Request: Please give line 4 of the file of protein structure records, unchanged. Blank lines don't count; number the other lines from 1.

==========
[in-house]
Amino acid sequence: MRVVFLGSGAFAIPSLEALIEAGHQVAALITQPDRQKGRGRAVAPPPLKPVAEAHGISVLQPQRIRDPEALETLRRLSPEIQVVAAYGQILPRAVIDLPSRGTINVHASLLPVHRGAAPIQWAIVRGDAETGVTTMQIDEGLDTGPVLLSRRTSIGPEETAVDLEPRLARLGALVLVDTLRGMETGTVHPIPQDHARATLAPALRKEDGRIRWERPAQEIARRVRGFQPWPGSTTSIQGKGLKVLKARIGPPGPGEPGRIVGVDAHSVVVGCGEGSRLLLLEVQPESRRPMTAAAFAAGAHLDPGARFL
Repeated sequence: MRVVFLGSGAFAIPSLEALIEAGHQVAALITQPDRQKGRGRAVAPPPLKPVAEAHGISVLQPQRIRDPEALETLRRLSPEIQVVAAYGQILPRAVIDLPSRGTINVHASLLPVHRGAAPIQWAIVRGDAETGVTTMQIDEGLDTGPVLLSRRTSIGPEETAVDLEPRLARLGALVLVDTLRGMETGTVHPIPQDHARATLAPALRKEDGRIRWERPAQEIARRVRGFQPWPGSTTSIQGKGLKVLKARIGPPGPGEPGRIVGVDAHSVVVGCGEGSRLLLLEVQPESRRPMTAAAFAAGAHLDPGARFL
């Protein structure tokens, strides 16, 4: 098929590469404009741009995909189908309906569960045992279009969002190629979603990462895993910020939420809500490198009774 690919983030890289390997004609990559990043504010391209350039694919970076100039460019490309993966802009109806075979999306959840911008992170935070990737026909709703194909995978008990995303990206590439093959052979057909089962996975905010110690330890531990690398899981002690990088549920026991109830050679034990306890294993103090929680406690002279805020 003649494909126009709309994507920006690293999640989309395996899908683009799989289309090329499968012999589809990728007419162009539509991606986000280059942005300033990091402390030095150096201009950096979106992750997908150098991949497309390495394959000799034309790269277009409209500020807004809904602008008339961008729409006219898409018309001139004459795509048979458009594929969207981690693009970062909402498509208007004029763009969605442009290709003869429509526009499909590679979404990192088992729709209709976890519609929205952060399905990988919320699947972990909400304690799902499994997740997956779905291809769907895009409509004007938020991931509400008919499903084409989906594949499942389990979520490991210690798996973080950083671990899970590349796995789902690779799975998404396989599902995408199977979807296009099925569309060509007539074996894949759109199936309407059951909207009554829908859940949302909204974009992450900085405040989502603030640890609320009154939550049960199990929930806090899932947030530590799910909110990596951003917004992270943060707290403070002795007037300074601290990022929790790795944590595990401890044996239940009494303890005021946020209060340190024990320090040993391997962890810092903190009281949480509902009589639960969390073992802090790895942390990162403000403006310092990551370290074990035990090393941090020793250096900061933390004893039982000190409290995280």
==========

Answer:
């Protein structure tokens, strides 16, 4: 098929590469404009741009995909189908309906569960045992279009969002190629979603990462895993910020939420809500490198009774 690919983030890289390997004609990559990043504010391209350039694919970076100039460019490309993966802009109806075979999306959840911008992170935070990737026909709703194909995978008990995303990206590439093959052979057909089962996975905010110690330890531990690398899981002690990088549920026991109830050679034990306890294993103090929680406690002279805020 003649494909126009709309994507920006690293999640989309395996899908683009799989289309090329499968012999589809990728007419162009539509991606986000280059942005300033990091402390030095150096201009950096979106992750997908150098991949497309390495394959000799034309790269277009409209500020807004809904602008008339961008729409006219898409018309001139004459795509048979458009594929969207981690693009970062909402498509208007004029763009969605442009290709003869429509526009499909590679979404990192088992729709209709976890519609929205952060399905990988919320699947972990909400304690799902499994997740997956779905291809769907895009409509004007938020991931509400008919499903084409989906594949499942389990979520490991210690798996973080950083671990899970590349796995789902690779799975998404396989599902995408199977979807296009099925569309060509007539074996894949759109199936309407059951909207009554829908859940949302909204974009992450900085405040989502603030640890609320009154939550049960199990929930806090899932947030530590799910909110990596951003917004992270943060707290403070002795007037300074601290990022929790790795944590595990401890044996239940009494303890005021946020209060340190024990320090040993391997962890810092903190009281949480509902009589639960969390073992802090790895942390990162403000403006310092990551370290074990035990090393941090020793250096900061933390004893039982000190409290995280």